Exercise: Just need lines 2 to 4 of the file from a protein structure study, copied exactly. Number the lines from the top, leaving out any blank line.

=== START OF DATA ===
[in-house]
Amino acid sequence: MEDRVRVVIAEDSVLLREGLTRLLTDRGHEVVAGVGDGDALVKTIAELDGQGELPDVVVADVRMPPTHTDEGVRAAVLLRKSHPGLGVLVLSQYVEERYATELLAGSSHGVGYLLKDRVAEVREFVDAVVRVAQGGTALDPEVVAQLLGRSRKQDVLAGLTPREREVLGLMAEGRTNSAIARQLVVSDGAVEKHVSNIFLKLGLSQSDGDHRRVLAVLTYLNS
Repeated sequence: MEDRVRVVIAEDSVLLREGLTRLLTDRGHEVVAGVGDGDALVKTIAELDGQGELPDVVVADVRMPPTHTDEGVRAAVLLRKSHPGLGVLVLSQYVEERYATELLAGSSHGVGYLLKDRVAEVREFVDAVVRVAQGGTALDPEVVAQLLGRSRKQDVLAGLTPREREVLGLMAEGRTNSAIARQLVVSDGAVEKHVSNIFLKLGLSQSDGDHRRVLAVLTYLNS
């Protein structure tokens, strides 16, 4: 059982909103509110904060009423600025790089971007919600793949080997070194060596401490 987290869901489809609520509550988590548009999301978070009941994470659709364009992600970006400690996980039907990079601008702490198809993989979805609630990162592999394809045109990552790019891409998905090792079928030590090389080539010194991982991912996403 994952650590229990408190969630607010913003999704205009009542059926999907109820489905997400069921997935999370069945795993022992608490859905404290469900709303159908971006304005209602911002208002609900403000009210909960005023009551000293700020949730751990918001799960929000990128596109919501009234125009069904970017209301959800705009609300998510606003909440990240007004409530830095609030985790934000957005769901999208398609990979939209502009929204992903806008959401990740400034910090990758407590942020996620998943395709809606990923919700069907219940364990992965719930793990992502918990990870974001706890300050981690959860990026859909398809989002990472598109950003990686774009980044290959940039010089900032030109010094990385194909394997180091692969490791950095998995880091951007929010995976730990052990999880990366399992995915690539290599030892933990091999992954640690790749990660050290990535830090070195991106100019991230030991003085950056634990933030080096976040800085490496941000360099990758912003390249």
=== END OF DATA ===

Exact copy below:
Amino acid sequence: MEDRVRVVIAEDSVLLREGLTRLLTDRGHEVVAGVGDGDALVKTIAELDGQGELPDVVVADVRMPPTHTDEGVRAAVLLRKSHPGLGVLVLSQYVEERYATELLAGSSHGVGYLLKDRVAEVREFVDAVVRVAQGGTALDPEVVAQLLGRSRKQDVLAGLTPREREVLGLMAEGRTNSAIARQLVVSDGAVEKHVSNIFLKLGLSQSDGDHRRVLAVLTYLNS
Repeated sequence: MEDRVRVVIAEDSVLLREGLTRLLTDRGHEVVAGVGDGDALVKTIAELDGQGELPDVVVADVRMPPTHTDEGVRAAVLLRKSHPGLGVLVLSQYVEERYATELLAGSSHGVGYLLKDRVAEVREFVDAVVRVAQGGTALDPEVVAQLLGRSRKQDVLAGLTPREREVLGLMAEGRTNSAIARQLVVSDGAVEKHVSNIFLKLGLSQSDGDHRRVLAVLTYLNS
């Protein structure tokens, strides 16, 4: 059982909103509110904060009423600025790089971007919600793949080997070194060596401490 987290869901489809609520509550988590548009999301978070009941994470659709364009992600970006400690996980039907990079601008702490198809993989979805609630990162592999394809045109990552790019891409998905090792079928030590090389080539010194991982991912996403 994952650590229990408190969630607010913003999704205009009542059926999907109820489905997400069921997935999370069945795993022992608490859905404290469900709303159908971006304005209602911002208002609900403000009210909960005023009551000293700020949730751990918001799960929000990128596109919501009234125009069904970017209301959800705009609300998510606003909440990240007004409530830095609030985790934000957005769901999208398609990979939209502009929204992903806008959401990740400034910090990758407590942020996620998943395709809606990923919700069907219940364990992965719930793990992502918990990870974001706890300050981690959860990026859909398809989002990472598109950003990686774009980044290959940039010089900032030109010094990385194909394997180091692969490791950095998995880091951007929010995976730990052990999880990366399992995915690539290599030892933990091999992954640690790749990660050290990535830090070195991106100019991230030991003085950056634990933030080096976040800085490496941000360099990758912003390249």